SAIF AL-ISLAM AL-QADDAFI
It wasn't so long ago that Muammar al-Qaddafi's favorite son, Saif al-Islam, hobnobbed with British barons, raised pet tigers at his villa in Tripoli, and even paid Mariah Carey a cool $1 million for a four-song cameo at a party he threw on the Caribbean island of St. Barts.
Then came the Arab Spring. With his father's grip on power less and less secure, Saif -- the London School of Economics-educated scion long regarded as his benighted country's best hope for a liberal future -- announced on Aug. 3 that he is angling to team up with radical Islamists among the rebel fighters to drive out their liberal compadres. He showed up to a bizarre interview with the New York Times toting a string of Islamic prayer beads. "Libya will look like Saudi Arabia, like Iran," he says. "So what?"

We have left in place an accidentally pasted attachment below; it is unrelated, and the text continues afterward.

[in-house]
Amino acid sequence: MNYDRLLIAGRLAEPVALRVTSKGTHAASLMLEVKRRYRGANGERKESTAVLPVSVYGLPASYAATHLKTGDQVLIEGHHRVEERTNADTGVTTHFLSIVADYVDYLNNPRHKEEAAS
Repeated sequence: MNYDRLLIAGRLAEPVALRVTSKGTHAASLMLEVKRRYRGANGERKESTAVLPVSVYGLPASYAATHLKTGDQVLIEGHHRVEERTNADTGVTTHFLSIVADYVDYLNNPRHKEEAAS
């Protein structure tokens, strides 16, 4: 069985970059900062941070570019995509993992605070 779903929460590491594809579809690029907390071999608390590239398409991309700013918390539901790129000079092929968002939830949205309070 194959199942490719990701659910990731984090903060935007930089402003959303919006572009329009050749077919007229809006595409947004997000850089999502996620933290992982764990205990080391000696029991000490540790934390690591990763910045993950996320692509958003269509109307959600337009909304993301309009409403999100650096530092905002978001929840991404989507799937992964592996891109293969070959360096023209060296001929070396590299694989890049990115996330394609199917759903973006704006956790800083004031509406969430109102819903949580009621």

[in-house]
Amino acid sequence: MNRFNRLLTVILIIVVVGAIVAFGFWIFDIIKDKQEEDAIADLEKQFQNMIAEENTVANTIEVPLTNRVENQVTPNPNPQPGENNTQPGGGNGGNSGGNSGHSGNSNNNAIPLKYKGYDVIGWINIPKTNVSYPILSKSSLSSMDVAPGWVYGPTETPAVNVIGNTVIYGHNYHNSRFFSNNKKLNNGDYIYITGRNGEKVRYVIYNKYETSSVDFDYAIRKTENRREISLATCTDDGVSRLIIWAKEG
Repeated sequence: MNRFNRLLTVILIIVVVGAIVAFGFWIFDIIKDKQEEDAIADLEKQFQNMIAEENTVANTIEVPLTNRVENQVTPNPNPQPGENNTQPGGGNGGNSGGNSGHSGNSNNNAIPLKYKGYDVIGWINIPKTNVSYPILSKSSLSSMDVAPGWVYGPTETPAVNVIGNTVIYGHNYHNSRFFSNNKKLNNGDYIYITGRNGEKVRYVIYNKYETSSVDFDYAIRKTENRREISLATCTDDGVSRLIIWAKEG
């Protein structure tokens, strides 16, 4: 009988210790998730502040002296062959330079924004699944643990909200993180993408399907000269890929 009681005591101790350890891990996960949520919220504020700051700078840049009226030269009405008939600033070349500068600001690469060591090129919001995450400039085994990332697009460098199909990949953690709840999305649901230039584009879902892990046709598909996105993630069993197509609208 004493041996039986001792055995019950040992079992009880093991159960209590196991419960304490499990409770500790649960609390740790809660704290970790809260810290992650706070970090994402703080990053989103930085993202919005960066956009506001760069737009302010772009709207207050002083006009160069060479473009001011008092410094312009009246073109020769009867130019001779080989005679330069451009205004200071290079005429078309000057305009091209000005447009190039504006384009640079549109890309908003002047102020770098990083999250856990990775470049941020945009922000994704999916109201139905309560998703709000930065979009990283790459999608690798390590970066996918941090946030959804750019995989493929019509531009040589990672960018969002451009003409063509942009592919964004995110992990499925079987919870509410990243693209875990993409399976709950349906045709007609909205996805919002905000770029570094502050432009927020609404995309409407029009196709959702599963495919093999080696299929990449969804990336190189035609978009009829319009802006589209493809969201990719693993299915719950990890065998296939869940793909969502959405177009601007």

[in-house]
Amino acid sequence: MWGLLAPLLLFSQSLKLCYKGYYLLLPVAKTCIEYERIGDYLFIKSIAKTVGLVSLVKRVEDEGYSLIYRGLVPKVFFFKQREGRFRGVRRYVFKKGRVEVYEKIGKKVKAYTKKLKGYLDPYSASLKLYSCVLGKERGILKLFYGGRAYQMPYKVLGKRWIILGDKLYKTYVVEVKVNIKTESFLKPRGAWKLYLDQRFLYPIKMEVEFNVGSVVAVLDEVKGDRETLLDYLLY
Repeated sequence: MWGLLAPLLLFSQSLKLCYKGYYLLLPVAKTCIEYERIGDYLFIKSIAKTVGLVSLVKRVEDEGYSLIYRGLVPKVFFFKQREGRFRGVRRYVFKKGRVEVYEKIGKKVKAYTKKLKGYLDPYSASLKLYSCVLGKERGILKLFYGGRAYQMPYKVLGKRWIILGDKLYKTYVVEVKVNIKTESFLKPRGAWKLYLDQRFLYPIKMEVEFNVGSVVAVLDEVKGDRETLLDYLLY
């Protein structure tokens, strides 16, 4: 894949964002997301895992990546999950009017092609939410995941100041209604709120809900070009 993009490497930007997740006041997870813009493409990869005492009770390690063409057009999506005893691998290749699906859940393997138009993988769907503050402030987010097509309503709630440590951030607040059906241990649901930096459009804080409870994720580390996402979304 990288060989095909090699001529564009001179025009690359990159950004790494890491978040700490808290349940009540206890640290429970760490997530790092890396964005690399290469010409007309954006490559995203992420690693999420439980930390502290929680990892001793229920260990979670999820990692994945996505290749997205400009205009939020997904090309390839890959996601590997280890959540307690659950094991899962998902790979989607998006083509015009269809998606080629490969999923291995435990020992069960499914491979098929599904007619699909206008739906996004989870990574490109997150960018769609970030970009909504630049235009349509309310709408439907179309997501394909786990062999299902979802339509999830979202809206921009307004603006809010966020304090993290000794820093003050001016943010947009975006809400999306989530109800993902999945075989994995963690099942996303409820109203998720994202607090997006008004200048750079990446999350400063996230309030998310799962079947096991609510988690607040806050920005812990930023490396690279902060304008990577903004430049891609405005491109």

This is something of an about-face, considering that Saif and his father have spent six months smearing the rebellion as … an Islamist conspiracy. Making matters weirder, the Islamist rebel with whom Saif claims to have spoken has reiterated his call for democracy, minus the Qaddafis. Most likely, Saif is clumsily trying to sow division and discord in the rebel camp by pitting Islamists and liberals against one other -- but the speed of his "conversion" is jarring.
MAHMUD TURKIA/AFP/Getty Images